LONDON, Sept 18 (Reuters) – Climate change and conflict are harming efforts to tackle three of the world’s deadliest infectious diseases, the head of the Global Fund to Fight AIDS, Tuberculosis and Malaria has warned.
International disease control initiatives have largely recovered after being hit hard by the COVID-19 pandemic, according to the Fund’s 2023 results report released Monday.
But the growing challenges of climate change and conflict mean the world risks failing to meet the goal of ending AIDS, tuberculosis and malaria by 2030 without “extraordinary measures”, Peter Sands said. executive director of the Global Fund.
For example, malaria is spreading in mountainous regions of Africa that were previously too cold for mosquitoes carrying the disease-causing parasite.
Extreme weather events like flooding overwhelm health services, displace communities, cause a surge in infections and interrupt treatments in many different places, the report says. In countries like Sudan, Ukraine, Afghanistan and Myanmar, simply reaching vulnerable communities is also proving extremely difficult due to insecurity, the statement added.
There are some positives, Sands said. For example, in 2022, 6.7 million people were treated for tuberculosis in countries where the Global Fund invests, 1.4 million more people than the previous year. The Fund also helped provide 24.5 million people with antiretroviral treatment for HIV and distributed 220 million mosquito nets.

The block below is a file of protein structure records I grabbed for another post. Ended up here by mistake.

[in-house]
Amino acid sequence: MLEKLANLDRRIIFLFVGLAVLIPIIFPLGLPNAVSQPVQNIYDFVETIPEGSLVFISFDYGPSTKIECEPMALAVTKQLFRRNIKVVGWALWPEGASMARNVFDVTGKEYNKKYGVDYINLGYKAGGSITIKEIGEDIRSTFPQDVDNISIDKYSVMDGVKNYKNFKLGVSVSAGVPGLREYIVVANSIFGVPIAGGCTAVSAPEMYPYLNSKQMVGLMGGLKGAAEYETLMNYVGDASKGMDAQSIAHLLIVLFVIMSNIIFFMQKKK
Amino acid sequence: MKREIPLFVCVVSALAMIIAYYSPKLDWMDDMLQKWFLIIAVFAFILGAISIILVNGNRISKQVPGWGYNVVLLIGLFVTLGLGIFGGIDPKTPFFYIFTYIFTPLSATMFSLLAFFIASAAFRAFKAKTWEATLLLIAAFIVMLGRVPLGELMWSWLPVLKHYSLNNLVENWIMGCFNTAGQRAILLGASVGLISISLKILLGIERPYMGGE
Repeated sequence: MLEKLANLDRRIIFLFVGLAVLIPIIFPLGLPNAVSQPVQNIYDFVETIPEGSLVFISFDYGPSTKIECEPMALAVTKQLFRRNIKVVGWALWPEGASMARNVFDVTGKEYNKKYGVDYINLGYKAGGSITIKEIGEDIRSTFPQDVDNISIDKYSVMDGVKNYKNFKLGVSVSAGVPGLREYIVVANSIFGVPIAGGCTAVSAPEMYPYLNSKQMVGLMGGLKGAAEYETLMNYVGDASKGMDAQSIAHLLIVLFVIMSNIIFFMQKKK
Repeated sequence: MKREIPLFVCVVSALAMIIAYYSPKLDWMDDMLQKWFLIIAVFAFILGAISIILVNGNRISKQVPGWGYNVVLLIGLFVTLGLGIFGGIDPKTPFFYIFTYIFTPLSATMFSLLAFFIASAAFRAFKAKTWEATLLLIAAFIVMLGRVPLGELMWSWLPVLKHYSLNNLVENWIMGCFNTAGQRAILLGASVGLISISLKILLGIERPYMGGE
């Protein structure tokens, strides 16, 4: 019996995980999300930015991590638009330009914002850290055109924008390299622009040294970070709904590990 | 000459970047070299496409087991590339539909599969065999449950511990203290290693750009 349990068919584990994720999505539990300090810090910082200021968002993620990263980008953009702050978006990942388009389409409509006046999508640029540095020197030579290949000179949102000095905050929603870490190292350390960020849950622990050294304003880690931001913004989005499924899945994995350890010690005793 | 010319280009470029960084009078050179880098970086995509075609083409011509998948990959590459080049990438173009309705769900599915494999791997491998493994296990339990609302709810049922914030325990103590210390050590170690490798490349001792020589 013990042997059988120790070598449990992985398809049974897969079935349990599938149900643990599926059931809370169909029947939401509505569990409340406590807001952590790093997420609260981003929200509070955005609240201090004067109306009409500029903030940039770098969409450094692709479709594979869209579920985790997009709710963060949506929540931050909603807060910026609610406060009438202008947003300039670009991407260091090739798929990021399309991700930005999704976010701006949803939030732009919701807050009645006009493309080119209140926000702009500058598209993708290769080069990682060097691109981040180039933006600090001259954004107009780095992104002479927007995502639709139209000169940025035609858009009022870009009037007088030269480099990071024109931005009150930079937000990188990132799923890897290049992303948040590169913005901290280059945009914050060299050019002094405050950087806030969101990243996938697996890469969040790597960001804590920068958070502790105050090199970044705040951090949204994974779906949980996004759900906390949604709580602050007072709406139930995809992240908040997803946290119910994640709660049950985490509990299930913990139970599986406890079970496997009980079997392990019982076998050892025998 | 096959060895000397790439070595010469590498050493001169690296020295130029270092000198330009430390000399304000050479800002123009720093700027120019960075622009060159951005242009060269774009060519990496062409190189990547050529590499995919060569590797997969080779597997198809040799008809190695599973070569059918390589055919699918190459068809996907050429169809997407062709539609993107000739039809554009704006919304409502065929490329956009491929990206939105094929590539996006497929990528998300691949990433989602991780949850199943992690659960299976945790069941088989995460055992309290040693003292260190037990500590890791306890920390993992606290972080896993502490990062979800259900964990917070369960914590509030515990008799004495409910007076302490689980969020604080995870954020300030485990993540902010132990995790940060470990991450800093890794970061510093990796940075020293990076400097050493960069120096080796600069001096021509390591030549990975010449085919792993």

Sands added that innovative prevention and diagnostic tools have also given hope.
This week, there is a high-level meeting on tuberculosis at the United Nations General Assembly, and advocates hope there will be more focus on the disease.
The Global Fund has been criticized by some TB experts for not allocating more of its budget to the disease because it is the deadliest of the three diseases the fund focuses on.
“There is no doubt that the world needs to devote more resources to fighting TB… but it is not as simple as comparing annual deaths from each disease,” Sands said. For example, he said, many countries with the highest TB burden are middle-income countries that have greater capacity to finance health services domestically.
Reporting by Jennifer Rigby; Editing by Jane Merriman and Edwina Gibbs
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